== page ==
Question: Have you ever struggled to make friends?
Juliana Fetherman was in middle school when she started to notice that her younger brother, Michael, who has ADHD and autism, was having problems making friends.
“He’s verbal, but he doesn’t like to talk,” Fetherman told CNN. “Just making and keeping conversations is something that’s really awkward for him, and it’s hard for him to initiate that.”
Michael was diagnosed with ADHD early on when he started missing his milestones in development, and was diagnosed with autism at age 8.
“Autism is such a spectrum, even in special education classes it’s hard to match kids with the same abilities,” she said. “He always felt like he didn’t fit in with that class, but he didn’t fit in with the typical kids either. That left him alone.”
Seeing someone she loved so dearly be so lonely every day inspired the 23-year-old to create an app to help people like Michael establish meaningful relationships.
Making Authentic Friendships — or MAF for short — also happens to be her brother’s initials.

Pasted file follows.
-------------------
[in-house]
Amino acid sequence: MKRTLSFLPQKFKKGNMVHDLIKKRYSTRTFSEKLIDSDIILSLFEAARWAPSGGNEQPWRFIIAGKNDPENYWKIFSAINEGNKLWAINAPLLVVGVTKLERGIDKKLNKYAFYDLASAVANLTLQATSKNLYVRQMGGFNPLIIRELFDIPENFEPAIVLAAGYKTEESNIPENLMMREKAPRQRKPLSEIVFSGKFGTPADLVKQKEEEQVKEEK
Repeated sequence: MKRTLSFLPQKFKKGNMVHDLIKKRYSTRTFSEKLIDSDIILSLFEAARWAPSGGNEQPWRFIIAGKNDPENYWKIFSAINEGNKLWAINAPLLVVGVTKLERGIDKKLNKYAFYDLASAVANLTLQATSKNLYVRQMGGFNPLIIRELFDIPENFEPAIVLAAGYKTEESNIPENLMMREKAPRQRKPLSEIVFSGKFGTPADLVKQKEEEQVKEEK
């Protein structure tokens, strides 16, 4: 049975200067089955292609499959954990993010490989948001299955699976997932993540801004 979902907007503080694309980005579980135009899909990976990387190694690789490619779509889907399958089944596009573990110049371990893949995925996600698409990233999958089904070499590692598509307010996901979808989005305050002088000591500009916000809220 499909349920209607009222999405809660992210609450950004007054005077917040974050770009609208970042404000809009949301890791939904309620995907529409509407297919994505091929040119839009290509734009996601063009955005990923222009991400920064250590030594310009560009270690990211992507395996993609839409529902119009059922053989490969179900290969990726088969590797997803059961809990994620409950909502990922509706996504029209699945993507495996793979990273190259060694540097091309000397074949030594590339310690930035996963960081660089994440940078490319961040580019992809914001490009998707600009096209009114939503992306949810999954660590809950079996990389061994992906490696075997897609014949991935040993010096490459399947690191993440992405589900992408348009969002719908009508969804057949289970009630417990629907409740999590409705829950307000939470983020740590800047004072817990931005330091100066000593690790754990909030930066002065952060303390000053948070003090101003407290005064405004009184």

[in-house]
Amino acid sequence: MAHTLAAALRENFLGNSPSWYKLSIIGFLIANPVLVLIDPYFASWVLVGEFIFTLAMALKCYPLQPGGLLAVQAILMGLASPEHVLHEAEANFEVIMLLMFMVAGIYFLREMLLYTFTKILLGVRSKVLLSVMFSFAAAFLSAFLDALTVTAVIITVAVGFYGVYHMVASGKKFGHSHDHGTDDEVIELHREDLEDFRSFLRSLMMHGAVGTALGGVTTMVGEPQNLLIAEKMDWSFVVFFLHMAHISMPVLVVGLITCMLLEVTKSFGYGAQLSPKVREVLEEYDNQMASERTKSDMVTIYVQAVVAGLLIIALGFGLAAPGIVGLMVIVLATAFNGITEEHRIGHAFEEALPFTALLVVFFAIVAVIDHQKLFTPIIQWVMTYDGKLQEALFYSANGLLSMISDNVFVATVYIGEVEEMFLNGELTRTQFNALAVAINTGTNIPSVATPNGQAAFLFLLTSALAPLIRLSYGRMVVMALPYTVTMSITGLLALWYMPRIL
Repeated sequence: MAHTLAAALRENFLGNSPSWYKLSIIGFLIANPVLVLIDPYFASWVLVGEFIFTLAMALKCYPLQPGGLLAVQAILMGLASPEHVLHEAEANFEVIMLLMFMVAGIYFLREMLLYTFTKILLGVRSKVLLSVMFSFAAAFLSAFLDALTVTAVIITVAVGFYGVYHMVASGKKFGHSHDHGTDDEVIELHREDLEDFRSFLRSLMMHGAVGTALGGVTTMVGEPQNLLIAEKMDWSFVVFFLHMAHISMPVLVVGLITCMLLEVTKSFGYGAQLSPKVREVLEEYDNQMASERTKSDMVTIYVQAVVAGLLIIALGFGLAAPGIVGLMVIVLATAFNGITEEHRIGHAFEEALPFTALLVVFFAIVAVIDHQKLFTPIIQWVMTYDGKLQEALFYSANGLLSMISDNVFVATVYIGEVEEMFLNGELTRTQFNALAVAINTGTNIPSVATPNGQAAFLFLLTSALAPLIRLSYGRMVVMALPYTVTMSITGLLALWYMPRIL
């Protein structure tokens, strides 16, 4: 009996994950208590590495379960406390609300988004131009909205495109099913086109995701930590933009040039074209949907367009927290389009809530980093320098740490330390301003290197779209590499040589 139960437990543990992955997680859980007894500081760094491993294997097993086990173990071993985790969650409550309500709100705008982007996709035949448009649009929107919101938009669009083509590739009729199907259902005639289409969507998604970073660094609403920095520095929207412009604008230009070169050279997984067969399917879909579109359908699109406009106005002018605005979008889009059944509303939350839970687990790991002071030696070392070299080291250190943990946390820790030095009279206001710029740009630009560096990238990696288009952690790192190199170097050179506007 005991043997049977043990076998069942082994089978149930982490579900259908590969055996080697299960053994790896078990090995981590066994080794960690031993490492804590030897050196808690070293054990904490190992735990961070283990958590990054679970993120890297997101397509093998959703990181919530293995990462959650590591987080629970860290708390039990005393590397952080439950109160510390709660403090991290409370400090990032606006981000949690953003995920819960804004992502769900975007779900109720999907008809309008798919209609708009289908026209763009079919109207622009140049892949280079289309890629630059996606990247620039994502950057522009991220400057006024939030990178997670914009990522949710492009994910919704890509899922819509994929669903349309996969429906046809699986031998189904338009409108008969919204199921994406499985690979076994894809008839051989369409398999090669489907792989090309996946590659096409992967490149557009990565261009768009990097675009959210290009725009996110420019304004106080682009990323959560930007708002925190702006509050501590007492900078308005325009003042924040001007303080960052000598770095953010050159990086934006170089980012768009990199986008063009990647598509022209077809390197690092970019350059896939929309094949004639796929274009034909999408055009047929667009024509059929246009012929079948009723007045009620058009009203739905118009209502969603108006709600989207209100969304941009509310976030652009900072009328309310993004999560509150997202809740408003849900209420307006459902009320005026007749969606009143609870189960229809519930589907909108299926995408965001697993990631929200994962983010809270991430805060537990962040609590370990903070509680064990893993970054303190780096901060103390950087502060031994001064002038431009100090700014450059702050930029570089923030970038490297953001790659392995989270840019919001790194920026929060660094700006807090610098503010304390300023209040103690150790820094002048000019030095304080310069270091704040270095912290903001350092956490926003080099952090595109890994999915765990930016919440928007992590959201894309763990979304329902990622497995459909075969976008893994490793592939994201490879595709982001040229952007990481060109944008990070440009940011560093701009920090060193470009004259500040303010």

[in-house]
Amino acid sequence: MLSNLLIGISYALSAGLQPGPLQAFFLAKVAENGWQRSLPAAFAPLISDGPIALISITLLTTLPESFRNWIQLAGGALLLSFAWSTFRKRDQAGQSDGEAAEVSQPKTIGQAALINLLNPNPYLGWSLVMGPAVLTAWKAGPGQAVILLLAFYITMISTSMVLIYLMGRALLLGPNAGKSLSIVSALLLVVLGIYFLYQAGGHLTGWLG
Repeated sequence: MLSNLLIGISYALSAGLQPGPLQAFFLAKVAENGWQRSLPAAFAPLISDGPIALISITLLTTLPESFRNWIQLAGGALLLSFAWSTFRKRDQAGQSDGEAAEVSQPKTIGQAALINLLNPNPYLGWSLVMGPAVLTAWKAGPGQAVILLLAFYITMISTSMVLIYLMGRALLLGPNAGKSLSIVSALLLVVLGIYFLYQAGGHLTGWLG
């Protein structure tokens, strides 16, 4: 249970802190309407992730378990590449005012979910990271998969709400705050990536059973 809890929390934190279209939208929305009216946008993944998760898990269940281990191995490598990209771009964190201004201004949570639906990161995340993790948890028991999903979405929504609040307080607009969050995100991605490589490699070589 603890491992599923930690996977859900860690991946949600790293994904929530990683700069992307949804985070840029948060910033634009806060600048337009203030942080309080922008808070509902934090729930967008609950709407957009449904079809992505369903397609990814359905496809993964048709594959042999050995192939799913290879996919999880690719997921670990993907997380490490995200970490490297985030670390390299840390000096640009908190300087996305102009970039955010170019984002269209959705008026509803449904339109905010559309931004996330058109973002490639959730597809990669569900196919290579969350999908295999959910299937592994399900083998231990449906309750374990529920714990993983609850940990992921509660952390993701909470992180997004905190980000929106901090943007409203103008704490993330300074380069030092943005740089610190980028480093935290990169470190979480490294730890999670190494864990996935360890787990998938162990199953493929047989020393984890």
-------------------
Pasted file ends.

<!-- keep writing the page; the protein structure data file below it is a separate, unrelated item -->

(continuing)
“There’s an array of disabilities and the point of the app is to find people with the same needs so they can feel less alone, less isolated, and hopefully less depressed,” she said.
In its first stage, the web app is a website that operates like an app. As she works to build the database and gain users, the focus is on chatting. In the next six months or so, Fetherman hopes to have the iPhone and Android app developed.
MAF asks users their name, age, location and diagnosis. Eventually, the algorithm will match people based off diagnoses. Currently, it shows everybody’s location (based off of zip code only) and allows people to connect with one another.
It works like a game. Users sign in, create an avatar that looks like them and then find friends on an interactive map. The more a user chats with people, the more coins they earn. Those coins will then be able to be used for things like new clothes for the avatar or in the future, audio and video chats.